On November 23, 2015, the Appeals Council issued a decision stating that Craven's request for a hearing should not have been granted because she had not shown good cause. The Appeals Council decision also stated that its decision “is final and not subject to further review.”

         Plaintiff Craven filed this lawsuit on January 21, 2016, seeking review of the decision finding that she lacked good cause for an untimely request for reconsideration of the denial of her 2010 application for benefits. She contends that the agency failed to provide her with notice of its decision against her and that the ALJ failed to adequately develop the factual record at the good cause hearing.

         OPINION

         The Commissioner moves to dismiss this action on the grounds that this court lacks jurisdiction because no “final decision” was ever issued within the meaning of 42 U.S.C. § 405(g). Under that section, judicial review of decisions by the Commissioner of Social Security is limited “to a particular type of agency action, a ‘final decision of the [Commissioner] made after a hearing.'” Califano v. Sanders, 430 U.S. 99, 108 (1977) (quoting § 405(g)). Moreover, § 405(g) is the exclusive source of federal court jurisdiction for Social Security cases. 42 U.S.C. § 405(h); Jackson v. Astrue, 506 F.3d 1349, 1353 (11th Cir. 2007). Acknowledging that the statute does not define “final decision, ” the Commissioner points the court to regulations in support of her argument that a “final decision” for purposes of § 405(g) includes only those decisions that are subject to an administrative review process. See 20 C.F.R. § 416.1400(a). In particular, defendant points out that the regulations classify certain determinations as “initial determinations, ” which are, in turn, “subject to administrative and judicial review.” See 20 C.F.R. § 416.1402. In contrast, defendant again notes, other decisions are “not initial determinations” under the regulations, and thus they are subject only to internal agency review, not judicial review. See 20 C.F.R. § 416.1403(a). Even more to the point, among the decisions that are not initial determinations under the regulations is “[d]enying [a] request to extend the time period for requesting review of a determination or a decision.” Id. § 416.1403(a)(8).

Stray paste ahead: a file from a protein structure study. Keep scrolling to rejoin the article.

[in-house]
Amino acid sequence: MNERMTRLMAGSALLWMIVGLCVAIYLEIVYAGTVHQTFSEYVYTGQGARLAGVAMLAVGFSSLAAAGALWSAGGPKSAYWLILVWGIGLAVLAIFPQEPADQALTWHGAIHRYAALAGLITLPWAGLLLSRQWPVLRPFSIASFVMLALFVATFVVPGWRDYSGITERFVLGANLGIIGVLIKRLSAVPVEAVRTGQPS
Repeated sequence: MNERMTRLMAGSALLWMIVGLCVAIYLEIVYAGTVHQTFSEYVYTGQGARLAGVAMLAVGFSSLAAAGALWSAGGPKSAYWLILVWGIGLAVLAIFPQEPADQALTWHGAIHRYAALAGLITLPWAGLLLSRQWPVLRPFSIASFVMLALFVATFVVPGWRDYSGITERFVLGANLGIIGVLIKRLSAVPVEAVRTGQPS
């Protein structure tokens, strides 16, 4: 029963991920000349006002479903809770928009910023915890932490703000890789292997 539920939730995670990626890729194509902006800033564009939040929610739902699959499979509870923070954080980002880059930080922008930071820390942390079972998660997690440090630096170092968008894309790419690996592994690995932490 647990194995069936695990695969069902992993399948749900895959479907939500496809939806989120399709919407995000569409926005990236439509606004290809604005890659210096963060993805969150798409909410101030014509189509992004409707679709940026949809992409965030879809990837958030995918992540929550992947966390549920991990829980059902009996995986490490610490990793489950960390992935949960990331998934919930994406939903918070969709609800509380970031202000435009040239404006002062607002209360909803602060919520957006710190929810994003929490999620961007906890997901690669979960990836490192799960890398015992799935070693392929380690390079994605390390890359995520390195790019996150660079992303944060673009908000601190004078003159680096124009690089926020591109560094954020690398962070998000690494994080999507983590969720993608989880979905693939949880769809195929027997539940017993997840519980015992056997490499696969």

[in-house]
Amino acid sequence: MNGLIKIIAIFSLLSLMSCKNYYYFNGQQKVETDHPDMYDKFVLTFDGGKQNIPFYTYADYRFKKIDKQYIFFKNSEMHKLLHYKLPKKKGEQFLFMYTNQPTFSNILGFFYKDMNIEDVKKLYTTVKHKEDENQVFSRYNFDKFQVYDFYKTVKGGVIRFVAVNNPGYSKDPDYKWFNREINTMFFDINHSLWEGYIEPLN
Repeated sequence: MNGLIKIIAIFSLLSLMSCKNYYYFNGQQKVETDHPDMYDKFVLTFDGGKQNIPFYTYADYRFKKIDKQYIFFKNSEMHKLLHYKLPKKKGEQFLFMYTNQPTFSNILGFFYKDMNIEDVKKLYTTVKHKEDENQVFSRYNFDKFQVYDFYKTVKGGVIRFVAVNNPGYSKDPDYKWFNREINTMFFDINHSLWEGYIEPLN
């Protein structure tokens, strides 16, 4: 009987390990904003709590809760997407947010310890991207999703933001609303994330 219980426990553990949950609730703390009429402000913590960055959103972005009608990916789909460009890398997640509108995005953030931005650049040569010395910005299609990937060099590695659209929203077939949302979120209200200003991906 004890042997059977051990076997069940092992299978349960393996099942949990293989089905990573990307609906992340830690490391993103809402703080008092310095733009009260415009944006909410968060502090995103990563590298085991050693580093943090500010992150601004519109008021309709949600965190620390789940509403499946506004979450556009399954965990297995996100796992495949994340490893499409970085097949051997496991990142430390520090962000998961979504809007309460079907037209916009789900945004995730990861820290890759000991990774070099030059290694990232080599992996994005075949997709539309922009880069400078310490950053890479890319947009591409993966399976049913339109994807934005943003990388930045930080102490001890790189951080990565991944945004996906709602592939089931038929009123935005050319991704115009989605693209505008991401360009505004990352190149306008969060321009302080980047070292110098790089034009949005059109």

As the Commissioner further points out, this is exactly the type of decision that plaintiff now wants reviewed: she asks this court to review the Commissioner's determination that she did not show good cause for her untimely request for reconsideration of the dismissal of her 2010 application for benefits. Since the decision to dismiss is not an “initial determination, ” the defendant argues it could not have resulted in a “final decision” subject to judicial review. Therefore, the Commissioner argues, plaintiff is not entitled to judicial review, and her claim must be dismissed for lack of subject matter jurisdiction.

         The Commissioner's argument has some superficial appeal. Certainly, the Supreme Court has acknowledged that not all Commission decisions are subject to judicial review. See Califano, 430 U.S. at 108 (holding that agency's decision refusing to reopen a claim for benefits is not subject to judicial review absent a constitutional challenge). The Seventh Circuit also recently confirmed, albeit in an unpublished case, that the agency may designate some findings as not “initial determinations” and therefore not subject to judicial review. See Alfreds v. Colvin, 618 Fed. App'x 289, 290 (7th Cir. 2015). Moreover, the type of decision at issue here has been ...